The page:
Document Type

Dissertation

Degree

Doctor of Philosophy (PhD)

Department

Political Science

Advisor's Name

John F. Stack

Advisor's Title

Committee Chair

Advisor's Name

Clement Fatovic

Advisor's Name

Eduardo Gamarra

Advisor's Name

Steven Heine

Keywords

Yanagita Kunio, John Stuart Mill, Marx, Japan, Nation-Building, Cultural Diversity, Culture and International Relations, Non-Western Political Thought

Date of Defense

10-26-2011

Abstract

The study examines the thought of Yanagita Kunio (1875-1962), an influential Japanese nationalist thinker best known as a founder of the discipline of Japanese folklore (minzokugaku). The purpose of the study is to bring into light an unredeemed potential of his intellectual and political project as a critique of the way in which modern politics and knowledge systematically suppresses global diversity. The study reads his texts against the backdrop of the modern understanding of space and time and its political and moral implications and traces the historical evolution of his thought that culminates in the establishment of minzokugaku.

My reading of Yanagita’s texts draws on three interpretive hypotheses. First, his thought can be interpreted as a critical engagement with John Stuart Mill’s philosophy of history, as he turns Mill’s defense of diversity against Mill’s justification of enlightened despotism in non-Western societies. Second, to counter Mill’s individualistic notion of progressive agency, he turns to a Marxian notion of anthropological space, in which a laboring class makes history by continuously transforming nature, and rehabilitates the common people (jōmin) as progressive agents. Third, in addition to the common people, Yanagita integrates wandering people as a countervailing force to the innate parochialism and conservatism of agrarian civilization. To excavate the unrecorded history of ordinary farmers and wandering people and promote the formation of national consciousness, his minzokugaku adopts travel as an alternative method for knowledge production and political education.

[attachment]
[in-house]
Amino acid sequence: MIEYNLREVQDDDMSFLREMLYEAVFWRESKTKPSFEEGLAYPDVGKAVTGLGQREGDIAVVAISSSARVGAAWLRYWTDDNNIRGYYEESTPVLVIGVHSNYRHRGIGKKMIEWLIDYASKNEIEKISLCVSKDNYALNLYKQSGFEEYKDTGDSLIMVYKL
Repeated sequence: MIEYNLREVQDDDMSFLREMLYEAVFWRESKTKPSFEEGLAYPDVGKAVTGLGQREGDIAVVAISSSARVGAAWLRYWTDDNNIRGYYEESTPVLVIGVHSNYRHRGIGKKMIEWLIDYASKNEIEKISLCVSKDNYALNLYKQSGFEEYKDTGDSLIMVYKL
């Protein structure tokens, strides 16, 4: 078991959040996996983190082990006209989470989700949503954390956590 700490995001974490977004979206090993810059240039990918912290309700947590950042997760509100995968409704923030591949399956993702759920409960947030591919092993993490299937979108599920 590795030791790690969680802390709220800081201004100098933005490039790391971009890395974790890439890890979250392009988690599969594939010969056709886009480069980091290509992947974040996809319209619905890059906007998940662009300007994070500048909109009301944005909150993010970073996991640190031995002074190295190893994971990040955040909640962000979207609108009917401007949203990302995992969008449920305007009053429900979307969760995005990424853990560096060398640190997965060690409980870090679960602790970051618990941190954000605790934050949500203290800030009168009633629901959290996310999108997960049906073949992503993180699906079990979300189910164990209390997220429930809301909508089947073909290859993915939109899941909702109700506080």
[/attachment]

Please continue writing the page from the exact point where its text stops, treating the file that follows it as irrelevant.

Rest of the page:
In light of this interpretation, the aim of Yanagita’s intellectual and political project can be understood as defense and critique of the Enlightenment tradition. Intellectually, he attempts to navigate between spurious universalism and reactionary particularism by revaluing diversity as a necessary condition for universal knowledge and human progress. Politically, his minzokugaku aims at nation-building/globalization from below by tracing back the history of a migratory process cutting across the existing boundaries. His project is opposed to nation-building from above that aims to integrate the world population into international society at the expense of global diversity.

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